"Various projects, trainings, competitions are held to expand the startup movement, the development of innovative thinking among young people, their active involvement in this process. The startup tours 'I2B - From Idea to Business' held in Baku and the regions serve precisely this purpose," he stressed.

Pointing to the opportunities created for startups at the InnoCamp innovation camp in Shamakhi, Guluzade noted the importance of such events in the formation and development of an innovative ecosystem in the country.

"Currently, the process of formation of the innovation ecosystem in Azerbaijan is rapidly developing," Alessandro Fracassetti, UNDP Resident Representative for Azerbaijan said. Fracassetti emphasized that the UNDP supports the start-up movement in Azerbaijan, the implementation of innovations in education, agriculture and the environment.

During the final ceremony, held at the Heydar Aliyev Center as part of InnoWeek - Innovation Week, the best winners of startup tours held in Baku and the regions in 2019 were determined.

As many as 153 teams took part in startup tours conducted in 12 regions of the country. During startup tours, representatives of government agencies, various incubation centers, technology parks, as well as well-known ICT companies organized trainings and seminars for participants on the ecosystem of startups, ways to turn their ideas into business.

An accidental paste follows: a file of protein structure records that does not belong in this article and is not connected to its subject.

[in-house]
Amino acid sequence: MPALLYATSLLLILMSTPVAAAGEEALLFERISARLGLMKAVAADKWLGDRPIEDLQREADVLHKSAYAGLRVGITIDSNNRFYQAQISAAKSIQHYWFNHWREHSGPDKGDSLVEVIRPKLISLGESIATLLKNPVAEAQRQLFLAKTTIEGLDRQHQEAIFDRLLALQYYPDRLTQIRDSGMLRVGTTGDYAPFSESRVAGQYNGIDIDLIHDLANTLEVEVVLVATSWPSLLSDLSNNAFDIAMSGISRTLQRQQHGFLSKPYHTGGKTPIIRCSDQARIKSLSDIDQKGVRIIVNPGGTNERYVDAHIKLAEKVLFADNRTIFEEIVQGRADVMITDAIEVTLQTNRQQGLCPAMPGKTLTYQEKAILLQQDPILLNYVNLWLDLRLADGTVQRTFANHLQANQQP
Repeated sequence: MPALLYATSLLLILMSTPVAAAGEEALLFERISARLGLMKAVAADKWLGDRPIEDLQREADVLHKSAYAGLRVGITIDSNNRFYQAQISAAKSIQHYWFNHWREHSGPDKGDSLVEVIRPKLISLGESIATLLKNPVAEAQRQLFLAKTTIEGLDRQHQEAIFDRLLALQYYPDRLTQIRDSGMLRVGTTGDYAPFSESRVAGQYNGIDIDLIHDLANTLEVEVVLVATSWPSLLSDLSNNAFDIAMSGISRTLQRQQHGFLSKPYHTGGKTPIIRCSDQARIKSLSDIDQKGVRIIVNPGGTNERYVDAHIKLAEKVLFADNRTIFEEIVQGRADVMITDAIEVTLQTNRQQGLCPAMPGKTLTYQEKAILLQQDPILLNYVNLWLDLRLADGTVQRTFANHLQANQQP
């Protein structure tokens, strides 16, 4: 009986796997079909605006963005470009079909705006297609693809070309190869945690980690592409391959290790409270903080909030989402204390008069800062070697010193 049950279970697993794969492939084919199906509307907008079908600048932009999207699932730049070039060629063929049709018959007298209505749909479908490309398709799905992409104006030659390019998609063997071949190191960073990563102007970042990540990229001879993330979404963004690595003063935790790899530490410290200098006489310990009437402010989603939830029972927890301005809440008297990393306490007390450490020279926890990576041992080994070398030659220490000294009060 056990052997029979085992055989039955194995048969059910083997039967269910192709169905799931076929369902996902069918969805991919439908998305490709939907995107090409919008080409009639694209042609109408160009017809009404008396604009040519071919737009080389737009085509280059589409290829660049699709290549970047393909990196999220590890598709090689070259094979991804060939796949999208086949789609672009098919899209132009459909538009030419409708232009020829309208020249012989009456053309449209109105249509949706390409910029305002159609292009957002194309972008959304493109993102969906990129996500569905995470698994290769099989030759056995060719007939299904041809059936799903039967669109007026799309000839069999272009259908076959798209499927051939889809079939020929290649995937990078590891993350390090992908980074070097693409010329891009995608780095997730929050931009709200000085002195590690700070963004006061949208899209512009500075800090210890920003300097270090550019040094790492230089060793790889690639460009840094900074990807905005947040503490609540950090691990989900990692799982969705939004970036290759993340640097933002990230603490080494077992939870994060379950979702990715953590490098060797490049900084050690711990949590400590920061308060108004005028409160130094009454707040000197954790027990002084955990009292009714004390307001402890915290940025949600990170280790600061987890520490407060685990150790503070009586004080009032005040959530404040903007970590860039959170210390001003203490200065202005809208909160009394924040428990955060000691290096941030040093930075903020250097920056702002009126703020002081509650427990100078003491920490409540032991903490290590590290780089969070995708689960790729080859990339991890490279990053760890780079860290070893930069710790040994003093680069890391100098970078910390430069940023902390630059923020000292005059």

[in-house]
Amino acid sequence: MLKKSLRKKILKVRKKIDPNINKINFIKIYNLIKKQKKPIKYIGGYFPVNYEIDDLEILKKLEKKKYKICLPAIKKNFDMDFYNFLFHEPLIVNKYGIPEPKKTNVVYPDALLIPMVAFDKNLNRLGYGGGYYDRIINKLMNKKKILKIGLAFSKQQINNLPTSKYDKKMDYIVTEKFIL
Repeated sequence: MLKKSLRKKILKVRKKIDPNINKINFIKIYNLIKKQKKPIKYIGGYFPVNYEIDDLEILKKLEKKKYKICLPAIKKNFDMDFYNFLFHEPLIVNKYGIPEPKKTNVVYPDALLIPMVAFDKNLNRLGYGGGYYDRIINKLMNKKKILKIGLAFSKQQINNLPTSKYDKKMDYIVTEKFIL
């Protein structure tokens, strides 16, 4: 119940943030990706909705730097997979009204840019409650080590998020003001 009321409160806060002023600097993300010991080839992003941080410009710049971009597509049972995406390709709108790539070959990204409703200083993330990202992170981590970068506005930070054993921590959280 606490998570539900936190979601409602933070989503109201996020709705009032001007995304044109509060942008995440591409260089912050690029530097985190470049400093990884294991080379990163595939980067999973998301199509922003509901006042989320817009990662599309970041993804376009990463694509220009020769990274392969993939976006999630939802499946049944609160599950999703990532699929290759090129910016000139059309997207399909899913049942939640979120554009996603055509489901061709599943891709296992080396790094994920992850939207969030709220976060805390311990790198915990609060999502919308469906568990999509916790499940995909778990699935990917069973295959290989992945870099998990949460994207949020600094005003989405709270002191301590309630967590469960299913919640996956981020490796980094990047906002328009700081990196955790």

In the startup tours organized in Baku, Sumgait, Shamakhi, Sheki, Zagatala, Tovuz, Goychay, Ganja, Lankaran, Mingachevir, Sabirabad and Nakhchivan, 17 teams reached the semifinals. And the 10 teams that passed the final selection stage got the right to compete in the final of the project "I2B - From Idea to Business".

At  the last stage, the finalists, including Heal With (Baku), Health Bag (Goychay), PayPort (Nakhchivan), Palliativ Plus (Baku), Chameleon (Baku), OSHE-01 (Shirvan), Professional (Nakhchivan), Nano Desal (Baku), Biobone (Ganja), Agroshare (Baku), presented their projects to a jury, and answered questions related to projects during the allotted time.

The projects have been evaluated according to criteria such as the uniqueness of the idea, market potential, the period of return on investment, the time required to develop a preliminary service/prototype, the team's ability to realize the idea.